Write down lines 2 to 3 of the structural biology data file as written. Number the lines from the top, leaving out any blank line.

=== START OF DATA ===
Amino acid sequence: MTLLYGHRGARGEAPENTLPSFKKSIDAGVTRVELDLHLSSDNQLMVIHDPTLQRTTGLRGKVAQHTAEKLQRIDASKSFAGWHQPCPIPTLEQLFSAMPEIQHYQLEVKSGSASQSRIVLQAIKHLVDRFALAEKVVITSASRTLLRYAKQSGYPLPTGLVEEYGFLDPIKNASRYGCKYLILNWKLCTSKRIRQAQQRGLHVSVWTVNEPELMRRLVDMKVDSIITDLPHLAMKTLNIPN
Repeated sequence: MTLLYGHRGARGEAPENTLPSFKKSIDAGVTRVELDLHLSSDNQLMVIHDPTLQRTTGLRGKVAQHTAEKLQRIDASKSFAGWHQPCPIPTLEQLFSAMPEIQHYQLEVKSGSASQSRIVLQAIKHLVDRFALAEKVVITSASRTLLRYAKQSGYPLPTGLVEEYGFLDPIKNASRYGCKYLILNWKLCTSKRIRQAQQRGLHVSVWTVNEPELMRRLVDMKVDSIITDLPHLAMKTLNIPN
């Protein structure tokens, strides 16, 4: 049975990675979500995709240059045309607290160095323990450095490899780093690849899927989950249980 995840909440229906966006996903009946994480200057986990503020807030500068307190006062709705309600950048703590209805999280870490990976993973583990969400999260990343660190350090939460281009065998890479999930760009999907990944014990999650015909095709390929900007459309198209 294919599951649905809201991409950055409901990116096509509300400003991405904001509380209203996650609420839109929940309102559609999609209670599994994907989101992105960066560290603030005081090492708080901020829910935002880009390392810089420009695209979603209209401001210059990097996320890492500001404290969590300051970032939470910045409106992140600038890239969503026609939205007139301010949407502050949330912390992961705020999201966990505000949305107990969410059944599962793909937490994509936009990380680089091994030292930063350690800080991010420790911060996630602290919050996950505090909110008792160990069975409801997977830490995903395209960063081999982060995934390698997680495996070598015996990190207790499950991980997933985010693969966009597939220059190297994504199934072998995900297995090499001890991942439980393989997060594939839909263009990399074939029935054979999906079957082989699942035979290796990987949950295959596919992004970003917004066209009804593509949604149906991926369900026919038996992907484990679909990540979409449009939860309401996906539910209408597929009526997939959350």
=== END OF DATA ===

Repeated sequence: MTLLYGHRGARGEAPENTLPSFKKSIDAGVTRVELDLHLSSDNQLMVIHDPTLQRTTGLRGKVAQHTAEKLQRIDASKSFAGWHQPCPIPTLEQLFSAMPEIQHYQLEVKSGSASQSRIVLQAIKHLVDRFALAEKVVITSASRTLLRYAKQSGYPLPTGLVEEYGFLDPIKNASRYGCKYLILNWKLCTSKRIRQAQQRGLHVSVWTVNEPELMRRLVDMKVDSIITDLPHLAMKTLNIPN
């Protein structure tokens, strides 16, 4: 049975990675979500995709240059045309607290160095323990450095490899780093690849899927989950249980 995840909440229906966006996903009946994480200057986990503020807030500068307190006062709705309600950048703590209805999280870490990976993973583990969400999260990343660190350090939460281009065998890479999930760009999907990944014990999650015909095709390929900007459309198209 294919599951649905809201991409950055409901990116096509509300400003991405904001509380209203996650609420839109929940309102559609999609209670599994994907989101992105960066560290603030005081090492708080901020829910935002880009390392810089420009695209979603209209401001210059990097996320890492500001404290969590300051970032939470910045409106992140600038890239969503026609939205007139301010949407502050949330912390992961705020999201966990505000949305107990969410059944599962793909937490994509936009990380680089091994030292930063350690800080991010420790911060996630602290919050996950505090909110008792160990069975409801997977830490995903395209960063081999982060995934390698997680495996070598015996990190207790499950991980997933985010693969966009597939220059190297994504199934072998995900297995090499001890991942439980393989997060594939839909263009990399074939029935054979999906079957082989699942035979290796990987949950295959596919992004970003917004066209009804593509949604149906991926369900026919038996992907484990679909990540979409449009939860309401996906539910209408597929009526997939959350």